Fri | Jan 18, 2019

Paul Wright | Occupying idle hands

Published:Tuesday | January 30, 2018 | 12:00 AM
Local boxer Kirkpatrick Heron (left) of the St Thomas Gym lands a left hook on Kevona Willis of the Jamaica Defence Force Gym during an amateur bout last season on the undercard of the Wray and Nephew Contender series at the Chinese Benevolent Association Auditorium.

The continued news of multiple murders and the distrust of police is depressing. As our leaders struggle for an answer to this depressing state of affairs, the blame game goes on unabated.

Teachers in western Jamaica blame the parents, the police blame us, and those selected to serve and protect us blame anyone but themselves. The result: murders continue at an unprecedented pace. Everyone is now very afraid.

Last week, a group led by Jamaica Boxing Board of Control (JBBC) executive member Kingsley Goodison organised and presented the National Amateur Boxing Championships for 2018. The three-day event started with a weigh-in and medical examination of 50 young men and women, all striving to be national champions. These 50 young Jamaicans had been training, watching their weight and paying attention to the instructions of coaches at boxing gyms spread across the island.

Boxing provides an important outlet for some of the marginalised of our population, who are introduced to a sport that demands discipline, talent and an appreciation to detail, that ensures that anyone who participates in boxing really has no time (or inclination) to waste time and participate in illegal or unproductive activities. Therefore, it would be easy to believe that corporate Jamaica, businesses and companies, whose leaders moan daily about the present crime problem would be the first to come on board, and meet with and make proposals to members of the JBBC as to how soon can they invest in and support this project (called boxing).




This can, and will give hope and opportunities to our young men and women who are crying out for help. A visit to anyone of these gyms where our young men and women train, would soon let the visitor realise that if only there were material and financial help for these patriots, who, under what is really substandard conditions for athletes training for competition, continue to defy the odds, and try to improve themselves and hopefully, "make it in life".

The competition, spread over three days, had its high points and its low points. The mast glaring 'deficiency' was that the majority of the participants came to these championships to fight, few came to box. I got the impression that some of the coaches and participants do not seem to understand that boxing is indeed 'the sweet science' and a 'knock-out' is only one way of winning a boxing match. The high point: the quality of some of our young Jamaicans on show. National lightweight champion Marvin Shea from the Jamaica Defence Force (JDF) Gym was voted the best boxer of the tournament. In the final, he went up against the highly accomplished amateur boxer Ricardo Carter. Shea oozes confidence, and in the first round of a three-round bout displayed all the natural skills one would expect from an accomplished national representative. However, by the middle of the second round, the superconfident Carter soon realised that Shea was not in any way awed by his skills, and relentlessly surged forward, absorbing punishment, but (most importantly) delivering some telling body shots, and the occasional stinging reminder that his opponent should protect himself at all times. The result, a victory and a standing ovation from a very appreciative crowd at the Stanley Couch Gym on Victoria Avenue in Kingston.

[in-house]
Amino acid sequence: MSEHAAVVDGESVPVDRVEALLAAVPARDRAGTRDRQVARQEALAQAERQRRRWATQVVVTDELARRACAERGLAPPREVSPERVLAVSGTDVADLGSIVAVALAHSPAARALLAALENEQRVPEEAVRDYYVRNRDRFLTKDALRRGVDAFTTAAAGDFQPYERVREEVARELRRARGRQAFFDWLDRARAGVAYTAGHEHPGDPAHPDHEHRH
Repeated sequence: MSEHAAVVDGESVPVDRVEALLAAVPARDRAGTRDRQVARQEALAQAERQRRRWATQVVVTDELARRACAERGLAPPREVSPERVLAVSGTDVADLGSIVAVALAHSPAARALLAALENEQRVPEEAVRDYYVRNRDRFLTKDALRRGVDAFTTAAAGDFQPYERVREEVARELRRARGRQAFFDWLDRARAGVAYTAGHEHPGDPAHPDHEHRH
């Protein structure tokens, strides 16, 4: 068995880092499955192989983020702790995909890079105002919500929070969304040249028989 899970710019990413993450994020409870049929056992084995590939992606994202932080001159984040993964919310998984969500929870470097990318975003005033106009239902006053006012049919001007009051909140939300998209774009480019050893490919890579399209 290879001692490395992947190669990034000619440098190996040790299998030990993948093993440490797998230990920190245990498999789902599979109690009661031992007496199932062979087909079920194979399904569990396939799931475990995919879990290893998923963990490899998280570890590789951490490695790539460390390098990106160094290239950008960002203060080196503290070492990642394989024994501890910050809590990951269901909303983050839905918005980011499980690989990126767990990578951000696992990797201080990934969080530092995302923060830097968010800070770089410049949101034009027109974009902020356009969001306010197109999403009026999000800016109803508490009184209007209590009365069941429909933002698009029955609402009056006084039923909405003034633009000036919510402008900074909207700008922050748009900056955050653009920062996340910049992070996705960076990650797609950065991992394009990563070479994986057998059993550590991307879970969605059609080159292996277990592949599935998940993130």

Joshua Fraser, a Canadian with Jamaican connections, whose ambition is to represent Jamaica in International competitions, was another stand-out boxer of superlative skills. He easily won the title of national welterweight champion and seems destined for great things. Omar Campbell, the national heavyweight champion coached by the legendary Carl Grant, displayed such awesome power, that to dub him as the local 'George Foreman' would be an accurate description of this boxer's potential. Other winners included Anthony Burke, national Bantamweight champion; Patrick Sahadeo, light welterweight national champion; Jonathan Hanson, middleweight champion; Ian Darby, light heavyweight champion; and Frank McKenzie the super heavyweight champion. Boxers from the JDF gym were a cut above their opponents due not only to the technical expertise of the support staff at the JDF, but due in no small way to the resources of the army, that supports wholeheartedly the identification and development of young Jamaicans with talent. What if, suppose, just think of the possibilities if the work and initiatives of the JBBC, under the leadership of the board member with the responsibility of coordinating the amateur programme, Goodison, was given tangible support and the many boxing gyms and programmes scattered throughout the island, assisted with infrastructure and financial assistance? This monster called crime would be tamed through sports, providing supervised activities with an opportunity to get mental, physical and financial well-being. Corporate Jamaica, and well-thinking Jamaicans with the financial wherewithal, stop the blame game and invest in our young. It definitely is worth it.